In my art practice, I integrate colour, drawing and clay to create installation-based artwork. I study the foundation myths of the Dybbuk in Yiddish folklore and reinterpret these traditional stories through a female lens. I also investigate fallen economic and environmental climates in cities where houses have become feral, disappearing behind ivy, trees and Kudzu vines that were planted generations ago. I see a direct parallel between my interest in insidious plant life and a malevolent Dybbuk spirit, which takes over the human body. In both situations a loss of control is suffered as the parasitic entity subsumes the host.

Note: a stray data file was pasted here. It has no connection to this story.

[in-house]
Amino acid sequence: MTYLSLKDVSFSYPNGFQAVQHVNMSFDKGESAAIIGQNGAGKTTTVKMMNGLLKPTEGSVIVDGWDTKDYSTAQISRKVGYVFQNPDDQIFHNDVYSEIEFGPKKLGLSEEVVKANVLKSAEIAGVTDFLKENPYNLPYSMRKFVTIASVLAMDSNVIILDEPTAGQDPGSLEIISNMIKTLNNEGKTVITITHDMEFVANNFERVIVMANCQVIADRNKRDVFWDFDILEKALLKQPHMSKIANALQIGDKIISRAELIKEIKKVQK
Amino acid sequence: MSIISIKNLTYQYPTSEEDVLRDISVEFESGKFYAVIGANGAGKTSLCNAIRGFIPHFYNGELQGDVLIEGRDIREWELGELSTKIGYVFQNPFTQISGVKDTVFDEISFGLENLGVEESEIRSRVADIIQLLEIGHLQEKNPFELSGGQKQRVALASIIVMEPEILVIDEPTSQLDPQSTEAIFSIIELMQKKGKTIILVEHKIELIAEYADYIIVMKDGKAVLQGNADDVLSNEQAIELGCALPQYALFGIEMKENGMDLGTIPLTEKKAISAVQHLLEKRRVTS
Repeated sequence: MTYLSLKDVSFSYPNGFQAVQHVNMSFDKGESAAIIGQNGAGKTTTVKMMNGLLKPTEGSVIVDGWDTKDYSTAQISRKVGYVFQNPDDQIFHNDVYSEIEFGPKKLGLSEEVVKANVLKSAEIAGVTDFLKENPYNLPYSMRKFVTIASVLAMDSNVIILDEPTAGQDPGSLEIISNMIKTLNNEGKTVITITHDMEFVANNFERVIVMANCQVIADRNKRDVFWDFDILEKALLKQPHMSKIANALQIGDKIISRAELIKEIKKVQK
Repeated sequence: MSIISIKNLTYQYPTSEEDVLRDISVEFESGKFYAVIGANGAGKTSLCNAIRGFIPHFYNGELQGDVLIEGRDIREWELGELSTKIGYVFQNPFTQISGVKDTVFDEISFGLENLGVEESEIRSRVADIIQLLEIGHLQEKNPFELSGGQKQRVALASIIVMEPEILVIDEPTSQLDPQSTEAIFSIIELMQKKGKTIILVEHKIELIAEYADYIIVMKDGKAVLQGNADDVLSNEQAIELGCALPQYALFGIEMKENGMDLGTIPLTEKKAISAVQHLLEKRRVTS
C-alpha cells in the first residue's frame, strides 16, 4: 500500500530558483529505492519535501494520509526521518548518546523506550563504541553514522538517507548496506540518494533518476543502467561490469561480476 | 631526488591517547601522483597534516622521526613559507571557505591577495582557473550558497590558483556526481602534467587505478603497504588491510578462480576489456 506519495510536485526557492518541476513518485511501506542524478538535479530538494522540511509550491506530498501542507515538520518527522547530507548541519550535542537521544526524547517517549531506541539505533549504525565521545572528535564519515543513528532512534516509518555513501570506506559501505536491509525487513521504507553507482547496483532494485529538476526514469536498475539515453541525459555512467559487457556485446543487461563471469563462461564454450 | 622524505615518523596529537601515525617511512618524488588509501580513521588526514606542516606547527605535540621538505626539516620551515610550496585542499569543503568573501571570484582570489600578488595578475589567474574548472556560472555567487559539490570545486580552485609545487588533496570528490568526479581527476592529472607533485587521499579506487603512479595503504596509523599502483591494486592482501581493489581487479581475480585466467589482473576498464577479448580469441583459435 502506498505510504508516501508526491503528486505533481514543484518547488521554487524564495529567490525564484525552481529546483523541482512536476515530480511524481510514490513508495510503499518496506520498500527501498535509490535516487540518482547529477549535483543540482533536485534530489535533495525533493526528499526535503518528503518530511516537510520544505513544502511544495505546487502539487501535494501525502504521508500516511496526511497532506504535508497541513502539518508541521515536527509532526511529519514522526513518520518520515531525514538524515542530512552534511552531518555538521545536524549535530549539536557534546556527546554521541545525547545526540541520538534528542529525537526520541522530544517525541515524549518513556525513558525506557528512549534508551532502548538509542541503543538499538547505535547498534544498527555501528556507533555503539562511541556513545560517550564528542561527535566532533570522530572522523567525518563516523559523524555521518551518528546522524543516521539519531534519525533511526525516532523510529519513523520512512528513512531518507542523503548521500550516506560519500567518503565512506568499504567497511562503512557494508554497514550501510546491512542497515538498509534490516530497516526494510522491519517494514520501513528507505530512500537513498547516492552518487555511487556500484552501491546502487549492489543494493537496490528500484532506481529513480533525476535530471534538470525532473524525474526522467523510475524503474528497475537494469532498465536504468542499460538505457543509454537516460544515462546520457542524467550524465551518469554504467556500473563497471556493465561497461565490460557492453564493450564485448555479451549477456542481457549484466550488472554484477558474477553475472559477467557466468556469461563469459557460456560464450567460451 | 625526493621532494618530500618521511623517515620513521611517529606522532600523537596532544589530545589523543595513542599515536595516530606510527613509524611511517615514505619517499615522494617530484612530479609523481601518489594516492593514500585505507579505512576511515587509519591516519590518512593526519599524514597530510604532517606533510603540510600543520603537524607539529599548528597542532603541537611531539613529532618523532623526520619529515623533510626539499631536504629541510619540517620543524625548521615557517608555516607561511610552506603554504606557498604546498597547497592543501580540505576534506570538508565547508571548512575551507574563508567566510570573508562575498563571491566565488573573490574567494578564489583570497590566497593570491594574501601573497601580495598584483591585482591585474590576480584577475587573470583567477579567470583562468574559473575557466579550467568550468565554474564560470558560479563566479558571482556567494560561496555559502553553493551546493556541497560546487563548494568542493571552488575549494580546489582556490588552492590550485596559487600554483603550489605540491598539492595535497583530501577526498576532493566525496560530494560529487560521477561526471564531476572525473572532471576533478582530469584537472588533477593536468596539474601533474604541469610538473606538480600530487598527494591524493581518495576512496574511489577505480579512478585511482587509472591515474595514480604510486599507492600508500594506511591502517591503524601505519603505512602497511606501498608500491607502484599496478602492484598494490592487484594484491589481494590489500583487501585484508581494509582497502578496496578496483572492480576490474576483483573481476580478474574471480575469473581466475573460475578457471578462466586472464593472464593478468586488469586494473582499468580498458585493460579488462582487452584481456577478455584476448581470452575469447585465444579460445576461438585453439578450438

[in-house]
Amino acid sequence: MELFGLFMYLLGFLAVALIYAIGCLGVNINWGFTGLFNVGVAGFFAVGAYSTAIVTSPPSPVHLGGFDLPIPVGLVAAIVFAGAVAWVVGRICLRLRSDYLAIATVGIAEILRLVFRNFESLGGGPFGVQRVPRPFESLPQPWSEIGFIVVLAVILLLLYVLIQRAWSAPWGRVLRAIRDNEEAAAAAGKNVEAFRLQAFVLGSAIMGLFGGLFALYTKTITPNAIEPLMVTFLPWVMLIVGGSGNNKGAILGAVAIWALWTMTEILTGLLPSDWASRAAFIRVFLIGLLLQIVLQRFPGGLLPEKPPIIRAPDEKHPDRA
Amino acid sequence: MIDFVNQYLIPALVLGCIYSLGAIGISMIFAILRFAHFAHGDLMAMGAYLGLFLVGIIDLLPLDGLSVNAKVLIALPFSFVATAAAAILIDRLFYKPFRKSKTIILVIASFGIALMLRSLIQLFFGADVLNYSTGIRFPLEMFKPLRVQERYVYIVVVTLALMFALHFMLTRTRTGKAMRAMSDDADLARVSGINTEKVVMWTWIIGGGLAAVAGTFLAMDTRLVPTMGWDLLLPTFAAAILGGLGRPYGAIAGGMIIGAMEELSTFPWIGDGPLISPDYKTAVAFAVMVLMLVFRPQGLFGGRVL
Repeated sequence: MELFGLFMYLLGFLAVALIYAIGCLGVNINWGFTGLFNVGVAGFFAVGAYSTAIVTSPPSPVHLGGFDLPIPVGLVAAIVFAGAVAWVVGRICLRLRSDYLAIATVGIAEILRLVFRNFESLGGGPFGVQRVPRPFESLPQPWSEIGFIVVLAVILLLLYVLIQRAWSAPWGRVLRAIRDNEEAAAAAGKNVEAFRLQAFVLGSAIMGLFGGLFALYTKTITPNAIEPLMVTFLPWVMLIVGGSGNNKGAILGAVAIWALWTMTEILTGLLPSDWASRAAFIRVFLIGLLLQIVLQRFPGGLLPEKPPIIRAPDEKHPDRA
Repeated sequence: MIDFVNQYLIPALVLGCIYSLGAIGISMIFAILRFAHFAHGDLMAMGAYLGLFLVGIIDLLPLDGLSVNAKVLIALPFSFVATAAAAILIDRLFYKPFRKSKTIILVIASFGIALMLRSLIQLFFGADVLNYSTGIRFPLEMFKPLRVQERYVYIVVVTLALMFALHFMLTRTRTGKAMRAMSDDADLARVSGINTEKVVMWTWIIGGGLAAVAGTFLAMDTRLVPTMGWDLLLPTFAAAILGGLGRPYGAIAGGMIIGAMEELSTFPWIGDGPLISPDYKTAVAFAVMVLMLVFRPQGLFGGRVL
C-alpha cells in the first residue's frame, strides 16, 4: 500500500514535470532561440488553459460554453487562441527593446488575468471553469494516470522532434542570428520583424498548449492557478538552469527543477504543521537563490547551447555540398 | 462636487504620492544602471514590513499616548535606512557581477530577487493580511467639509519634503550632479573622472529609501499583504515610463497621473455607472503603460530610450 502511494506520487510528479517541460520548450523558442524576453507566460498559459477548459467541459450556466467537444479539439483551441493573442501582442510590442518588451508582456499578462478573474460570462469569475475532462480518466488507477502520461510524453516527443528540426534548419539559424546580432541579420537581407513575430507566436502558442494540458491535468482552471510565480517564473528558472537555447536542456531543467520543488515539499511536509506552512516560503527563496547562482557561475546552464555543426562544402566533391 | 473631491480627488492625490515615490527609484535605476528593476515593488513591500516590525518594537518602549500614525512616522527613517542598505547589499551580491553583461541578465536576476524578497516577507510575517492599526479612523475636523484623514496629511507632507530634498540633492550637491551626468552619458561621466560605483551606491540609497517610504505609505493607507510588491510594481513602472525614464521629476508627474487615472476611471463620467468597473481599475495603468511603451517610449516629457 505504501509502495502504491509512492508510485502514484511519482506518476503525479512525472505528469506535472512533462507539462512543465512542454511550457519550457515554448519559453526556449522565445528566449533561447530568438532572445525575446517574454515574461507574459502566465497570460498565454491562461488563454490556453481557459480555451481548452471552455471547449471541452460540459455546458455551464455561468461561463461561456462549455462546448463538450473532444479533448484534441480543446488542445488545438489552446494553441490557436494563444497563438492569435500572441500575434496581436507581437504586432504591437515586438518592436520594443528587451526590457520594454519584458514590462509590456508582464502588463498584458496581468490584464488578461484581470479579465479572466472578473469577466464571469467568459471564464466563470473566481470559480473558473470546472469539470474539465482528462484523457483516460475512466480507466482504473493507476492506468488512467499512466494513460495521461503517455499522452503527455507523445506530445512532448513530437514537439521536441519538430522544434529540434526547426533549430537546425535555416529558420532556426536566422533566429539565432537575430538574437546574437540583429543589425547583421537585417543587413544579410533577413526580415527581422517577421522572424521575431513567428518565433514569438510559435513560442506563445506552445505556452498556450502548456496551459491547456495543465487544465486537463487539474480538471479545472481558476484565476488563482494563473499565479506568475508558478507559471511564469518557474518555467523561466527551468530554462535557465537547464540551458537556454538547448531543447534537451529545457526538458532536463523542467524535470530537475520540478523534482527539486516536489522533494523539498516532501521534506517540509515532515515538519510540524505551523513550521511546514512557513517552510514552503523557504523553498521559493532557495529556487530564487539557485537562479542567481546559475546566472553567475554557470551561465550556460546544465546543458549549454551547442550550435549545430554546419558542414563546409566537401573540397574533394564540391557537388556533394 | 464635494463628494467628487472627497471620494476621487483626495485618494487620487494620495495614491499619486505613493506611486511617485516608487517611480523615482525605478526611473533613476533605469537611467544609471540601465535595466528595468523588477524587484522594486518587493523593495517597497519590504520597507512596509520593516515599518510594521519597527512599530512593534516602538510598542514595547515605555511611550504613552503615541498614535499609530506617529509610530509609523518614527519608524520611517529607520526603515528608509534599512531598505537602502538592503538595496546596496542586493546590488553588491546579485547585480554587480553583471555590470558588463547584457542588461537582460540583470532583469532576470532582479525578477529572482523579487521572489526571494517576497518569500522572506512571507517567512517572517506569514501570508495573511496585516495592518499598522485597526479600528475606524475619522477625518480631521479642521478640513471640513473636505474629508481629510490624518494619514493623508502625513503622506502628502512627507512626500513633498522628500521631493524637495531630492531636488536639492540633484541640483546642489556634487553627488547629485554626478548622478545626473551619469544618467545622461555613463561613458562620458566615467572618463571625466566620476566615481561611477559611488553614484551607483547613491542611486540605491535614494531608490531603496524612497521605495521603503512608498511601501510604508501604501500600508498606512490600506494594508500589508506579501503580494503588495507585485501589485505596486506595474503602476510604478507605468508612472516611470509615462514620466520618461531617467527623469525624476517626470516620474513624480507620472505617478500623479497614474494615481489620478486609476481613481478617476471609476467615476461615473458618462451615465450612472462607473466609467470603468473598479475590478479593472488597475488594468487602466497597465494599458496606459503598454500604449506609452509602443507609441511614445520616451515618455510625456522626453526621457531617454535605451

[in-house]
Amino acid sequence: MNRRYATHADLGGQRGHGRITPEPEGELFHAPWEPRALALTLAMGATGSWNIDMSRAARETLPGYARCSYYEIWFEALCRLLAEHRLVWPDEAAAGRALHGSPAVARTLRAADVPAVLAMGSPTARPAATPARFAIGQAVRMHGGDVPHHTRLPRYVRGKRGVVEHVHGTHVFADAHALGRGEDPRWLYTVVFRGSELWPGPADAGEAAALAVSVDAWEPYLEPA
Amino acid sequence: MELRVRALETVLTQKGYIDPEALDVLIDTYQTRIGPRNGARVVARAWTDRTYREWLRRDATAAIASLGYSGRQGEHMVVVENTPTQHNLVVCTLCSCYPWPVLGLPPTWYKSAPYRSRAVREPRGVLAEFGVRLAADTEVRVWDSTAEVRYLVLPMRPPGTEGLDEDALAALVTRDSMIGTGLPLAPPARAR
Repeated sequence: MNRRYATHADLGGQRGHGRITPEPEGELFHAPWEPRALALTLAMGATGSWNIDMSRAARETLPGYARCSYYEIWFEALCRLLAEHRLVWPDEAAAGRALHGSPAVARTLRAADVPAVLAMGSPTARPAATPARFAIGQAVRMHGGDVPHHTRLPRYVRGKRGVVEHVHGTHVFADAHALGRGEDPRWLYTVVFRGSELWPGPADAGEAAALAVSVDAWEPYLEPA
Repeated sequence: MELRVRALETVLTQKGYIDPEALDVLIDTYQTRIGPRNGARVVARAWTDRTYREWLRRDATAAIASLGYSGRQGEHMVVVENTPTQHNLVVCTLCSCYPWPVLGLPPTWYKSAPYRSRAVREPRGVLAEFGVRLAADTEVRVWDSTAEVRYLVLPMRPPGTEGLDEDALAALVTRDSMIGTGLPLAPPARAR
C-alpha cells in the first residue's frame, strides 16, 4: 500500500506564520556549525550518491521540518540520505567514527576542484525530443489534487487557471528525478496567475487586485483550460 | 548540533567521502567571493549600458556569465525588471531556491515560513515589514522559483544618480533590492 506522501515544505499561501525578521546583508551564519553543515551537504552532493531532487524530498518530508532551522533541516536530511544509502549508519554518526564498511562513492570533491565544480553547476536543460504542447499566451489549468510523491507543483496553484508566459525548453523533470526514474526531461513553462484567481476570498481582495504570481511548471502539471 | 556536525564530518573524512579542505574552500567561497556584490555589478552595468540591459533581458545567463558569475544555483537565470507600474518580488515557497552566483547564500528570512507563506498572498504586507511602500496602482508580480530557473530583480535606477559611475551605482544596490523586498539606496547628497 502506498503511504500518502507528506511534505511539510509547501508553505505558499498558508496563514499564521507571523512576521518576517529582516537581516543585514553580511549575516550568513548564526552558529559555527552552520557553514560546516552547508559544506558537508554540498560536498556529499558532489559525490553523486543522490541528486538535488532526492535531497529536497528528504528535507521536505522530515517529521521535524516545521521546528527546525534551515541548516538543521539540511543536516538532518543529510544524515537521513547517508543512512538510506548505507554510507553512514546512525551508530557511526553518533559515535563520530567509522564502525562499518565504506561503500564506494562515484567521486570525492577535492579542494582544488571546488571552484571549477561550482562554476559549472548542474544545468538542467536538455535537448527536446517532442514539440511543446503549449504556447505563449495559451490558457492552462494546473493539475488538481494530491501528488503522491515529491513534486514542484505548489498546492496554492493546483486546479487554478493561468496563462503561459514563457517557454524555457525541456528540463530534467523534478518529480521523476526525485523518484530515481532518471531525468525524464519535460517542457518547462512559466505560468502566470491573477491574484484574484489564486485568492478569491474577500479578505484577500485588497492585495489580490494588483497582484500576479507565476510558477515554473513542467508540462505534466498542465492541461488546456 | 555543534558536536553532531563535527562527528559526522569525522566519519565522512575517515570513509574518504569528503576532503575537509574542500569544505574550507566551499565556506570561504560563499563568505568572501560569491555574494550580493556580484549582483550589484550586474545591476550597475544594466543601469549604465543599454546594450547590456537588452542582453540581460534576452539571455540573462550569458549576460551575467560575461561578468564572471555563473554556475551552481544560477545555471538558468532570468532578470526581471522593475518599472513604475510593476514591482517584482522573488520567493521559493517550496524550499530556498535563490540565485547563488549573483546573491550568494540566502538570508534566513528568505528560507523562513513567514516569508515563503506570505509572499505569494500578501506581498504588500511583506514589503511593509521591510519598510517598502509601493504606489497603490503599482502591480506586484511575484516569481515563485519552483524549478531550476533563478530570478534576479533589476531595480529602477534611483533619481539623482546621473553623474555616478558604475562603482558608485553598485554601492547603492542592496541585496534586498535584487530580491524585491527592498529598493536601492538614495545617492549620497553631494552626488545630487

In my sculptures, the world sprouts plant matter. Colour and form burst forth from quiet gardens and bring chaos to ordered spaces. Nature undergoes a reclamation process by creeping over structures, subverting past states and creating a preternatural transformation.